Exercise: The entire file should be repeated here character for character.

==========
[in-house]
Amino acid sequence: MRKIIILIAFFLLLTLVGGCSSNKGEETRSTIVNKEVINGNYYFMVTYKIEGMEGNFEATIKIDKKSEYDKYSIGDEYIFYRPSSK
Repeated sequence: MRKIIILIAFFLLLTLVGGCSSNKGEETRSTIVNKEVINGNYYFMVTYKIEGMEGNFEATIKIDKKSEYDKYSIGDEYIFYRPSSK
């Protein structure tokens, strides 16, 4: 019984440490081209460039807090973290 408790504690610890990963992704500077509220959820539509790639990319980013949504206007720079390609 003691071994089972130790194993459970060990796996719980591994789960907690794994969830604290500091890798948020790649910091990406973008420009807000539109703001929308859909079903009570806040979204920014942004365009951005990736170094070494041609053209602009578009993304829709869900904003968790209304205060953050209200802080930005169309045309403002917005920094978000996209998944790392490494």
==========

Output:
[in-house]
Amino acid sequence: MRKIIILIAFFLLLTLVGGCSSNKGEETRSTIVNKEVINGNYYFMVTYKIEGMEGNFEATIKIDKKSEYDKYSIGDEYIFYRPSSK
Repeated sequence: MRKIIILIAFFLLLTLVGGCSSNKGEETRSTIVNKEVINGNYYFMVTYKIEGMEGNFEATIKIDKKSEYDKYSIGDEYIFYRPSSK
């Protein structure tokens, strides 16, 4: 019984440490081209460039807090973290 408790504690610890990963992704500077509220959820539509790639990319980013949504206007720079390609 003691071994089972130790194993459970060990796996719980591994789960907690794994969830604290500091890798948020790649910091990406973008420009807000539109703001929308859909079903009570806040979204920014942004365009951005990736170094070494041609053209602009578009993304829709869900904003968790209304205060953050209200802080930005169309045309403002917005920094978000996209998944790392490494």